Charlie Cox as Daredevil and Jon Bernthal as The Punisher review 

DAREDEVIL (Season 2) – Punishingly Entertaining

In Season 2 of the standout Netflix/Marvel superhero drama, Daredevil, both the show and its titular hero begin to get comfortable with themselves, for better and for worse. Matt Murdock is tougher, more cocky, and is noticeably beginning to actually enjoy his violent escapades. Gone is the doubt and self reflection that plagued him in Season 1, which simultaneously makes him a more powerful hero and an insufferable know-it-all. What he’s gained in street cred, he’s lost in his ability to connect to others. Matt’s misguided descent in the world of his alter-ego is a crucial and purposeful part of his arc this season, but what’s interesting is that these same qualities extend to the show as a whole.

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Up - Russel's Missing Assisting the Elderly Badge top 25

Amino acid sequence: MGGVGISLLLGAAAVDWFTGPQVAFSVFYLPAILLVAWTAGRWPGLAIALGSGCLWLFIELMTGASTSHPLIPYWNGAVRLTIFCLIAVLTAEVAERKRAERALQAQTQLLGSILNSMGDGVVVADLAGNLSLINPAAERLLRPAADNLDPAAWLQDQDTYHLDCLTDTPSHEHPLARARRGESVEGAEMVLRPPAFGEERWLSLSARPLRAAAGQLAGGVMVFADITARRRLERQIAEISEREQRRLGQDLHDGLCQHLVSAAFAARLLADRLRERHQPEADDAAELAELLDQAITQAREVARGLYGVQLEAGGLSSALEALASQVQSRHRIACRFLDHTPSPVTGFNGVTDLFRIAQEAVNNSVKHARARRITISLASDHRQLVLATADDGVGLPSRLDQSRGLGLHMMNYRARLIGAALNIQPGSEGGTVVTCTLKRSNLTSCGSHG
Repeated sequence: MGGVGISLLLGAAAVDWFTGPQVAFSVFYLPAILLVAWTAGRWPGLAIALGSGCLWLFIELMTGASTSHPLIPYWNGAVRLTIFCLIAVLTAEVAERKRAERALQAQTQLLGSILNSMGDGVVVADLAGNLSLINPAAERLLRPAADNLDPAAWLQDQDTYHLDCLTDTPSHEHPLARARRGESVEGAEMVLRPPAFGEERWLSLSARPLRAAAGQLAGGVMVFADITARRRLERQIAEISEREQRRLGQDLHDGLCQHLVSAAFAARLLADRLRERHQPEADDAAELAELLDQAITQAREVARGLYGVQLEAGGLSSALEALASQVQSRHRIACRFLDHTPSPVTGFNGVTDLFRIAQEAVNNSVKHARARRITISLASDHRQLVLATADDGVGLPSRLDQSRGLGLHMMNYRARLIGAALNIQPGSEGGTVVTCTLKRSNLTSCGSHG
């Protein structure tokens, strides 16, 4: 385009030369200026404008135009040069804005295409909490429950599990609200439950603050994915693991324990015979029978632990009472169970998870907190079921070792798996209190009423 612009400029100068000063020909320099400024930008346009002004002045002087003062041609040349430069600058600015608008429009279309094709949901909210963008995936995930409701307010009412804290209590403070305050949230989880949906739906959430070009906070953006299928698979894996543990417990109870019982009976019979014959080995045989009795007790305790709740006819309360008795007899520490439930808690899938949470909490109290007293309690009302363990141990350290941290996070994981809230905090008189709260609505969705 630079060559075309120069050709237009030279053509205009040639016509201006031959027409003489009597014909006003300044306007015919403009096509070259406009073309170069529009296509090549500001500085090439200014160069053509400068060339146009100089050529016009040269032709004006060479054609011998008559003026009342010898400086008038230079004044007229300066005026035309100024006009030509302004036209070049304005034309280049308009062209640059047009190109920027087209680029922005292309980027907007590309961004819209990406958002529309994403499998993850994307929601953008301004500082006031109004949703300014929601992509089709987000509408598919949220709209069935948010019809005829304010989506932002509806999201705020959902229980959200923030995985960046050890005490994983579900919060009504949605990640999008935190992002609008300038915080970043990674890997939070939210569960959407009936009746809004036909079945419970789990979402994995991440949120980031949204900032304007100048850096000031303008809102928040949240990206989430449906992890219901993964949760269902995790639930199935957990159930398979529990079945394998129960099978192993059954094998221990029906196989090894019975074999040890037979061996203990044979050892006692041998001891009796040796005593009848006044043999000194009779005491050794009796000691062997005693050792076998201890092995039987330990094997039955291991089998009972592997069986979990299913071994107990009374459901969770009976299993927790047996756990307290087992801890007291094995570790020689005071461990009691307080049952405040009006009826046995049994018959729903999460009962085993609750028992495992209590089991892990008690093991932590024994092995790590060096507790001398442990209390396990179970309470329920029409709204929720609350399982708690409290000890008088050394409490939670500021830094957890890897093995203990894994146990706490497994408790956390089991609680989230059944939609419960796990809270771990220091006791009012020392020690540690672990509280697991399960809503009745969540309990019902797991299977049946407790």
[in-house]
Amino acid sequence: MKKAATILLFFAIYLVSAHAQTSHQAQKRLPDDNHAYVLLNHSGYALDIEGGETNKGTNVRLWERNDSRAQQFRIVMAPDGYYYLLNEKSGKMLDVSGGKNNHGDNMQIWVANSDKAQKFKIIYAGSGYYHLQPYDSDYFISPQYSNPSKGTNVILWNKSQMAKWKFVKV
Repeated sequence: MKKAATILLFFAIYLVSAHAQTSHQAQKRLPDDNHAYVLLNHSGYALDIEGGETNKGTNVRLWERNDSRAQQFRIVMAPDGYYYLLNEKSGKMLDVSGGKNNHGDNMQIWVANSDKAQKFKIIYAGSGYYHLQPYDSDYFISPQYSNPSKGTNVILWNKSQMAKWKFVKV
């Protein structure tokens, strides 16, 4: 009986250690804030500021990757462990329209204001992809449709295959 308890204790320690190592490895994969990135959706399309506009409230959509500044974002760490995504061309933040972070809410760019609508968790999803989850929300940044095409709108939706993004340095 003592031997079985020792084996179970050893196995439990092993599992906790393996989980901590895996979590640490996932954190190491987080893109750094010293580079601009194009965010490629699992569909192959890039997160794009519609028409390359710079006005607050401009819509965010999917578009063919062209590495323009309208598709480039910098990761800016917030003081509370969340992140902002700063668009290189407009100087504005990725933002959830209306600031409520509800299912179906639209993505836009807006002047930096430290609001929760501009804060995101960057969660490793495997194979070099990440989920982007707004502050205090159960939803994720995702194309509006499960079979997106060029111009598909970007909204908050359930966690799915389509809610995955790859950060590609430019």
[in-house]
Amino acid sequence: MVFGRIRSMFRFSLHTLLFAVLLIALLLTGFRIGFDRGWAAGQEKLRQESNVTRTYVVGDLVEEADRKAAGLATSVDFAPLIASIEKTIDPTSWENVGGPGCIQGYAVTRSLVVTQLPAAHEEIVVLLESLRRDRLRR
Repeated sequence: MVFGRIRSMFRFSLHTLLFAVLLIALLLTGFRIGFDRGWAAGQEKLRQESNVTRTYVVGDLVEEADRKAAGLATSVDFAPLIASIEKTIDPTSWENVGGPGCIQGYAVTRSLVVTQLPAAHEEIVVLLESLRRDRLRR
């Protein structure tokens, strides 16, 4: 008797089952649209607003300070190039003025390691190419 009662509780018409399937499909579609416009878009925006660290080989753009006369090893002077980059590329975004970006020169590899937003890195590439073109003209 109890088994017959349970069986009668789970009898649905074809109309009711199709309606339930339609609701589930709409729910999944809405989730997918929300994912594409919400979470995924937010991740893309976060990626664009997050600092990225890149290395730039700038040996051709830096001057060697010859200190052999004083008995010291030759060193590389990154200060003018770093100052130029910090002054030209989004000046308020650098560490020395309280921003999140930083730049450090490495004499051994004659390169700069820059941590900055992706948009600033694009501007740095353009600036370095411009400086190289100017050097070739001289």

UP – “We Don’t Need No Stinking Badges”

[Full spoilers for Up follow]

[For the love of God, if you haven’t seen Up, please go watch it right now]

Pixar’s UP (2009) is one of my favorite films of all time. A masterpiece of smart storytelling decisions amount to what may be one of the most dense and tightly paced narratives in existence. Within 96 minutes the film effortlessly blends comedy, tragedy, adventure, and one of the most meaningful examinations of the human condition yet committed to celluloid. And in a format accessible to all ages! In its first 11 minutes, Up exhibits a more thoughtful, true, and heartbreaking love story than most films manage in their entire runtimes. It has to, because while Up is a film about Love, it’s equally about Loss. While these elements to the film are in the text, they’re also supported by an incredibly deep, yet seemingly effortless symbolism that perfectly represents the effect of loss on human Identity.